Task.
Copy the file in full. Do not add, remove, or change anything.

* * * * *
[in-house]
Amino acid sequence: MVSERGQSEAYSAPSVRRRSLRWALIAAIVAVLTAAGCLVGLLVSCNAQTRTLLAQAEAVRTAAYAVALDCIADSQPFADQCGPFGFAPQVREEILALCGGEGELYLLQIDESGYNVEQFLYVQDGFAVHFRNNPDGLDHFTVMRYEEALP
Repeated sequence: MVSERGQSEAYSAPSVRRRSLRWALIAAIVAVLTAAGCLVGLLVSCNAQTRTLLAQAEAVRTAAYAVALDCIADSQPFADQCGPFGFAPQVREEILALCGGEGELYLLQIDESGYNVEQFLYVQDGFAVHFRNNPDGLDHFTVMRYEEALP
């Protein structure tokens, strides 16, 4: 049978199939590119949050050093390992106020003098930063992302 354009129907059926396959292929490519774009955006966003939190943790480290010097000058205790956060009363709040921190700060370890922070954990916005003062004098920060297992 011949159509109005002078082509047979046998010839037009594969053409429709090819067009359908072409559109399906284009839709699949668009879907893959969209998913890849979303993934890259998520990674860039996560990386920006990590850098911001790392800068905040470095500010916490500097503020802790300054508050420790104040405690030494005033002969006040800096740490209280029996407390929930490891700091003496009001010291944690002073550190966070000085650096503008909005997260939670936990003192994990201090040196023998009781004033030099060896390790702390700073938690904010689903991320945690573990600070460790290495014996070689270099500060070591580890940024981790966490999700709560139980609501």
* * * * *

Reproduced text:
[in-house]
Amino acid sequence: MVSERGQSEAYSAPSVRRRSLRWALIAAIVAVLTAAGCLVGLLVSCNAQTRTLLAQAEAVRTAAYAVALDCIADSQPFADQCGPFGFAPQVREEILALCGGEGELYLLQIDESGYNVEQFLYVQDGFAVHFRNNPDGLDHFTVMRYEEALP
Repeated sequence: MVSERGQSEAYSAPSVRRRSLRWALIAAIVAVLTAAGCLVGLLVSCNAQTRTLLAQAEAVRTAAYAVALDCIADSQPFADQCGPFGFAPQVREEILALCGGEGELYLLQIDESGYNVEQFLYVQDGFAVHFRNNPDGLDHFTVMRYEEALP
């Protein structure tokens, strides 16, 4: 049978199939590119949050050093390992106020003098930063992302 354009129907059926396959292929490519774009955006966003939190943790480290010097000058205790956060009363709040921190700060370890922070954990916005003062004098920060297992 011949159509109005002078082509047979046998010839037009594969053409429709090819067009359908072409559109399906284009839709699949668009879907893959969209998913890849979303993934890259998520990674860039996560990386920006990590850098911001790392800068905040470095500010916490500097503020802790300054508050420790104040405690030494005033002969006040800096740490209280029996407390929930490891700091003496009001010291944690002073550190966070000085650096503008909005997260939670936990003192994990201090040196023998009781004033030099060896390790702390700073938690904010689903991320945690573990600070460790290495014996070689270099500060070591580890940024981790966490999700709560139980609501």